Burberry has changed its logo for the first time in 2 decades and moves towards a more modern looking logo.
Riccardo Tisci, an italian designer who took up the role of chief creative officer in the month of May had revealed the new logo and the Monogram on Instagram with the hashtag #newera, which indicates that he is definitely taking the brand in a completely new direction.
The logo is made up of Thomas Burberry’s initials, “TB” on a honey shaded background. The initials are interlocked and the colors are orange and white. Bodoni font and Equestrian Knight logo is replaced by bold sans serif font giving it a modernized look. This is how it looks like:
The old logo had “Burberry London England” in softer and rounder fonts which are now changed to stark capital letters.
Riccardo Tisci had hired a graphic designer named Peter Saville for rebranding Burberry. Saville is the same designer who had designed the logo of Calvin Klein. There are screenshots posted on Instagram of their conversation for redesigning the logo.
Saville was given 4 weeks to complete the project which was a tough job. He mentioned in one of the mails that it was a 4 month project but he managed to pull it off in 4 weeks. To design the new logo Saville, took inspiration from 1980’s Thomas Burberry Monogram.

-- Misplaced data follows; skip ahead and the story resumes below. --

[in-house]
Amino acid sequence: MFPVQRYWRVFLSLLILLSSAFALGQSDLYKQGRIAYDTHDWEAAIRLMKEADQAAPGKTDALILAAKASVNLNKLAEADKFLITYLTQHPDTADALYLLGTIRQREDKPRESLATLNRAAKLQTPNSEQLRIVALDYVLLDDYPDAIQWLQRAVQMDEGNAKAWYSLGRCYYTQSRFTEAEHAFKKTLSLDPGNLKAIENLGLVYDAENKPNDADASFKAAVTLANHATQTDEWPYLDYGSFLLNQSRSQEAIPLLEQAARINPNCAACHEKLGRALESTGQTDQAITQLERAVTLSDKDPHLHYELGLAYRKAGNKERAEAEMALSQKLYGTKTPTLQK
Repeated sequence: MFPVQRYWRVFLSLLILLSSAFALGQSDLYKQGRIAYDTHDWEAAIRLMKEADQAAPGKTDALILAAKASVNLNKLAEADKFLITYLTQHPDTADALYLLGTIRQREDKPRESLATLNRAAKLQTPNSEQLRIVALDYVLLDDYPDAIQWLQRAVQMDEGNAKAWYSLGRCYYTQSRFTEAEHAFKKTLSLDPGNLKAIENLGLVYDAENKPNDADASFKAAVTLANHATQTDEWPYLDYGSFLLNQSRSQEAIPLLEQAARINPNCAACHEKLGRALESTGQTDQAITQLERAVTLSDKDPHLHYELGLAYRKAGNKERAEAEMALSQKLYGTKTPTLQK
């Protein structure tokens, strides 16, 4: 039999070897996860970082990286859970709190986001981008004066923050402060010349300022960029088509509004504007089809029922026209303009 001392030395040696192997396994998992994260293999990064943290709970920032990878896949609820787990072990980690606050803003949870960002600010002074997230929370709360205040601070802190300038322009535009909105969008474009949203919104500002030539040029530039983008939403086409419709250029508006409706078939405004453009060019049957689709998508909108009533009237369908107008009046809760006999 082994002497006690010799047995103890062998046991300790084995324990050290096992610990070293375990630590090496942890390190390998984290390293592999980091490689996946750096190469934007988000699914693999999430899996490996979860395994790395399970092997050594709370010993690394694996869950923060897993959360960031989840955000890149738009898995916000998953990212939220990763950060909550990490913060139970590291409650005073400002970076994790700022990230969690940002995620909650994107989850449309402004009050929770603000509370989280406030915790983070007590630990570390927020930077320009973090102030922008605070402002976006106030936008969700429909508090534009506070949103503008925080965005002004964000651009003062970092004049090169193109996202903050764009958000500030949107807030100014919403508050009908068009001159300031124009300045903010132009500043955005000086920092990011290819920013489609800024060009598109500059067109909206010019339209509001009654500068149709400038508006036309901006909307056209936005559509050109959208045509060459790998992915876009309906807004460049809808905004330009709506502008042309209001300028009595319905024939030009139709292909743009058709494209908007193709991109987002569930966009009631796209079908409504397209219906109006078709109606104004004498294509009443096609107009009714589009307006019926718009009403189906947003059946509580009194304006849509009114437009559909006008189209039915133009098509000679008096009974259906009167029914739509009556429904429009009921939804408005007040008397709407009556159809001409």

After a lot of brainstorming and discussion, this is what they came up with.
Saville told Dezeen, “Burberry needed an identity that is fluid and able to cross over into all the categories that are required of a big luxury clothing and accessories brand–something to transcend the company provenance without denying it.”
The new logo will be used in all the advertising campaigns and Burberry’s channels. It will also be used at the London Fashion week showcase in which he will release his first ready to wear collection of clothing which includes a limited-edition capsule collection which is built on the new see-now-buy-now model which has a new and dynamic delivery cycle.
Just after Burberry admitted burning their unsold clothing stock worth of 28 million euros, they came up with the new logo probably with an intention of redesigning their brand and redirecting it on different path.
This British based brand supported the initiative of H&M and Nike of recycling the clothing in order to improve industry’s record on sustainability.
They gave a statement which said they took the move to protect against duplicate and fake stock being present in the market. There were many consumers who raised their voices against this act and thought it was not a justified move.
A resale site, ThredUp released a letter on Instagram which read “We are in the midst of an environmental crisis exacerbated by the fashion industry. We respect the desire to protect your brand image, but discounting your product shouldn’t be scarier than setting it on fire.”